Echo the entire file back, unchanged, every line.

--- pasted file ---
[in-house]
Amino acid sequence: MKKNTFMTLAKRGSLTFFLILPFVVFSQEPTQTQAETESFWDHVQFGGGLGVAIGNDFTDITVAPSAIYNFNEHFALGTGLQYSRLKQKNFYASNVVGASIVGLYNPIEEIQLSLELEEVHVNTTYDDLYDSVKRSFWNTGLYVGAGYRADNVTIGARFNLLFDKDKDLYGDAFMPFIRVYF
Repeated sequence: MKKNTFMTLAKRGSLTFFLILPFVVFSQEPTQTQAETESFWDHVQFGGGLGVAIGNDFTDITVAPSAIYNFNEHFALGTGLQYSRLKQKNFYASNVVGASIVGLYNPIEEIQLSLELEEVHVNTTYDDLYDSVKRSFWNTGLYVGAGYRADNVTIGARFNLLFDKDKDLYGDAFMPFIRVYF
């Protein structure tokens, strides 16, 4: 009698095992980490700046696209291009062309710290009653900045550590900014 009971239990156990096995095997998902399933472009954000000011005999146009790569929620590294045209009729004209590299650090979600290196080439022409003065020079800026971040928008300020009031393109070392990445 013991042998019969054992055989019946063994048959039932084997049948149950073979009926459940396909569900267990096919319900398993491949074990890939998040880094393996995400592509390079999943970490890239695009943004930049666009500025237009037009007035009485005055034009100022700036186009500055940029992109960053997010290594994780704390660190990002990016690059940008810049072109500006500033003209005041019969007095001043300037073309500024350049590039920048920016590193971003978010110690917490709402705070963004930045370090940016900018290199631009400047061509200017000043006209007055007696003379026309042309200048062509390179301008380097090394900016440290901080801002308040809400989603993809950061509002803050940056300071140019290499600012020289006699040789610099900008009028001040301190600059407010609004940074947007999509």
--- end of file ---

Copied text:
[in-house]
Amino acid sequence: MKKNTFMTLAKRGSLTFFLILPFVVFSQEPTQTQAETESFWDHVQFGGGLGVAIGNDFTDITVAPSAIYNFNEHFALGTGLQYSRLKQKNFYASNVVGASIVGLYNPIEEIQLSLELEEVHVNTTYDDLYDSVKRSFWNTGLYVGAGYRADNVTIGARFNLLFDKDKDLYGDAFMPFIRVYF
Repeated sequence: MKKNTFMTLAKRGSLTFFLILPFVVFSQEPTQTQAETESFWDHVQFGGGLGVAIGNDFTDITVAPSAIYNFNEHFALGTGLQYSRLKQKNFYASNVVGASIVGLYNPIEEIQLSLELEEVHVNTTYDDLYDSVKRSFWNTGLYVGAGYRADNVTIGARFNLLFDKDKDLYGDAFMPFIRVYF
């Protein structure tokens, strides 16, 4: 009698095992980490700046696209291009062309710290009653900045550590900014 009971239990156990096995095997998902399933472009954000000011005999146009790569929620590294045209009729004209590299650090979600290196080439022409003065020079800026971040928008300020009031393109070392990445 013991042998019969054992055989019946063994048959039932084997049948149950073979009926459940396909569900267990096919319900398993491949074990890939998040880094393996995400592509390079999943970490890239695009943004930049666009500025237009037009007035009485005055034009100022700036186009500055940029992109960053997010290594994780704390660190990002990016690059940008810049072109500006500033003209005041019969007095001043300037073309500024350049590039920048920016590193971003978010110690917490709402705070963004930045370090940016900018290199631009400047061509200017000043006209007055007696003379026309042309200048062509390179301008380097090394900016440290901080801002308040809400989603993809950061509002803050940056300071140019290499600012020289006699040789610099900008009028001040301190600059407010609004940074947007999509």